Thursday, June 26, 2008

Last weekend in Vietnam... weird

Well, here I am, last weekend in Tam Ky. I'm excited to go home, I'm already making lists for what kind of food I want to devour once I get there
(smoked salmon on a bagel, nachos, something with stuffing, bbq, a familiar burger)
and I'm looking forward to the friends that I haven't seen in 2 months, sometimes more.
We are planning on stopping into the orphanages one more time. It's going to be weird saying goodbye. I mean, I did say my biggest goodbye to Hong a week and a half ago, but I still really loved the rest of the kids.
Our cooks are amazing too. I dont think I've talked about them enough. Grandma is quite traditional, she speaks hardly any english but can get her point across with a lkot of pointing and gentle laugh at the end. Her calm demeanor and sweet sniff kisses are enough to show us her personality. (Just yesterday she said Ba yeu Dani which mean grandma loves me!) You can't push Grandma around though, a little while ago, a man grabbed her chest at the beach and she punched him right in the face.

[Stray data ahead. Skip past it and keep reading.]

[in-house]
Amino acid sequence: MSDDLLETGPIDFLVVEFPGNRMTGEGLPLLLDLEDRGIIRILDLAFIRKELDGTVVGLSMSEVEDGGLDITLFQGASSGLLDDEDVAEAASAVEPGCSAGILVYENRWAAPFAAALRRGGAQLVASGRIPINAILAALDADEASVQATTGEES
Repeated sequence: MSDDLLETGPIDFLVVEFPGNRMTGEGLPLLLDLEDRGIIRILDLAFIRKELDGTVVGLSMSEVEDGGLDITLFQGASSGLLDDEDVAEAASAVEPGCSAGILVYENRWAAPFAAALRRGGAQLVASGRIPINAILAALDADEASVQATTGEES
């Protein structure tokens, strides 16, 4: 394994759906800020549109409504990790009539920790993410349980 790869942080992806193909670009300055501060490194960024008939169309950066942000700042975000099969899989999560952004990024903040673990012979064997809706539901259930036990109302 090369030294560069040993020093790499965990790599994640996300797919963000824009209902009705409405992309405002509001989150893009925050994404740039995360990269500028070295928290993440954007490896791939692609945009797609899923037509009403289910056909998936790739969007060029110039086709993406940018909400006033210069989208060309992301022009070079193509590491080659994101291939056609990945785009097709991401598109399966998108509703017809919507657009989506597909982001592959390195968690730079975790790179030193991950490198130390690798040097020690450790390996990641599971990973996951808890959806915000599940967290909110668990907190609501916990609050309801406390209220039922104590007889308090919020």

Mrs Haun is Grandma's daughter in law and stands about 4'8. She is trying very hard to learn english, and has gotten pretty good at it. We know that it's time to eat when we hear her bellow 'everybody!'Otherwise, it took a few daystounderstand her pidgon english, but after a few weeks I can communicate with her no problem. Her sentences are adorable, eg. Dani eat very small! you no like eat? (meaning why arent you eating very much, do you not like the food?)
I'm going to miss the two of them a lot.
At the same time, I miss my own grandmother, my friends and my family... I think I'm ready to go back.

Sunday, June 22, 2008

A Quiet Sunday Afternoon. (not published till Friday Afternoon... oops)

Things have been pretty crazy around here recently. The older kids from the B.O. left on Thursday for Hoi An, just a few days after Hong left. This leaves the Baby Orphanage with a lot of crying mothers, 2 lonely children who will be adopted soon and a bunch of kids under the age of 5 (including 2 children who were seperated from their older siblings). The orphanage has changed from being my favorite place to go, to my least favorite of the orphanages.
We visited the Hoi An orphanage... and it's horrible. In one room there are 30 children with birth defects (most due to agent orange). It was a horrible sight, they were confined to their beds, some tied down, most of them werent wearing underwear. One child had a head that was larger than their body. I guess the swelling expanded it, but it looked like something out of a Sci Fi movie.